We all know that Copenhagen is at the centre of some of the more interesting western cooking, but who could have thought that you would find some of the best modern Thai cooking here.
It all started in 2006 when Chef Patron and Sommelier Henrik Yde Andersen opened Kiin Kiin together with his business partner Lertchai Treetawatchaiwong. Henrik had a background from fine dining restaurants such as The Paul in Copenhagen, but he had also spent several years in Thailand learning and acquiring a love of Thai cooking. Coming home he had the vision of opening a fine dining restaurant but with Thai food, which most people see as a contradiction.
They chanced and started it in a dodgy area in a place where the cellar used to be a drug stash, and looking back it has been quite a trip. The neighbourhood has developed and Kiin Kiin recently was contracted by the Kempinski to open a fine dining Thai restaurant in Thailand which has caused some debate there, with a Danish person reinventing Thai cooking.
Kiin Kiin means loosely translated “come and eat”. This is also how the evening starts out. Seated in the lounge downstairs you are treated to an array of snacks with the purpose of creating an atmosphere of Thai street cooking. The menu changes several times per year but an example of the street food can be hor mok with mackerel, fried lotus root, soy meringue with cashews, prawn crackers… all very delicious and tantalising.
To accompany the starters they have a great selection of wine, but even better the beer. It is specially brewed in cooperation with Mikkel Borg Bjergsø, a world name in beer brewing. Their Dim Sum beer with lemongrass and coriander notes is a perfect match to the street food starters.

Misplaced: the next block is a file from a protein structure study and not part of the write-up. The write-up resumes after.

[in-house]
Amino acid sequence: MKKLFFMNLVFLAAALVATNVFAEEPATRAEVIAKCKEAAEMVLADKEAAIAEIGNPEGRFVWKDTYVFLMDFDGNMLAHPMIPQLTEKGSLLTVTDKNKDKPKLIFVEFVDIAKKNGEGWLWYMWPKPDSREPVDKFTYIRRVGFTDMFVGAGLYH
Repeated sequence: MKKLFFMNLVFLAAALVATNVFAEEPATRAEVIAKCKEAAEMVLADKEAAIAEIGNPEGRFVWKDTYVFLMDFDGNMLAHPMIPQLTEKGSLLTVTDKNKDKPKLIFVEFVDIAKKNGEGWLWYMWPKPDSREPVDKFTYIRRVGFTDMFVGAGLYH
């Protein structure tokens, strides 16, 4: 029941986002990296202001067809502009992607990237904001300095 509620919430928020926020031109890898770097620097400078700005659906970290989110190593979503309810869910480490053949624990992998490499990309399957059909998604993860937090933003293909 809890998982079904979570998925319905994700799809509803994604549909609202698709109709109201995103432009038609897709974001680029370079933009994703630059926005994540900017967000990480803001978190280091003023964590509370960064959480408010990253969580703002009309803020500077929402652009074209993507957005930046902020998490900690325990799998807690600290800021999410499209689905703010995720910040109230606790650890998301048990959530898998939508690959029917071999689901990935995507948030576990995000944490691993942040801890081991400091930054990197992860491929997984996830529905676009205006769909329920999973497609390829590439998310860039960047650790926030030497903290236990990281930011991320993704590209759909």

The place and interior is trendy decorated in a style that gives a sense of being somewhere in Asia; there are Buddhas, wicker chairs, mango wood furniture and warm bamboo lamps throughout the place. The journey even starts when entering where there is a mild fragrance of cinnamon and clover. Other fragrances such as flowers, sandalwood, lemon grass are present, not overwhelming but fitting with the place and food.
Even when dinner starts upstairs you are treated not only with taste but a wonderful fragrance when eating the soup, since there is no spoon, you have to drink from the bowl and can not avoid smelling the fragrant lobster soup served with dim sum. There is only a fixed menu and no à la carte option. With the menu you have the choice of either a wine or juice pairing menu. Both go well with the food. Since Henrik is a trained sommelier the wine list has over 1,200 references and of those around 500 riesling, one of the largest riesling collections in the world. Riesling, grüner veltliner, gewürtztraminer together with red wines with low tannins such as gamays, pinots, are all great matches with spicy food where you also find sweetness and a lot of flavours. The juice menu is recommendable not only for the choice, but also because with some dishes it is an even better match than the wine.
The food is served on beautiful royal Copenhagen porcelain which is somewhat mirroring the style of cooking. Kiin Kiin is not traditional nor authentic Thai cooking, it is a modern interpretation of Thai cooking from someone who brings in other thoughts and techniques. The red curry with mussels is great, but it is frozen red curry where the coldness balances with spiciness. Tom Kha is a traditional coconut soup, but with a quail and some pinot noir it is something more. The flavours are traditional and you will find the freshness of ingredients that you normally would expect in Thai cooking, but Henrik takes it to a fine dining level by using other cooking techniques, ingredients and matches. When it comes to the desserts and petits fours it is more western cooking with Thai ingredients, but still very enjoyable even though some of the petits fours are a bit too grand.
Service will be relaxed and most of the time very professional even though the pace of the meal can be a bit uneven. Henrik Yde Andersen is also very present in the dining room with great hospitality and effort to give you a fine dining Thai experience. At the end of the meal you can enjoy the petits fours again in the relaxed lounge, recommended is to order something from their tea menu to accompany the treats.
Written by Joakim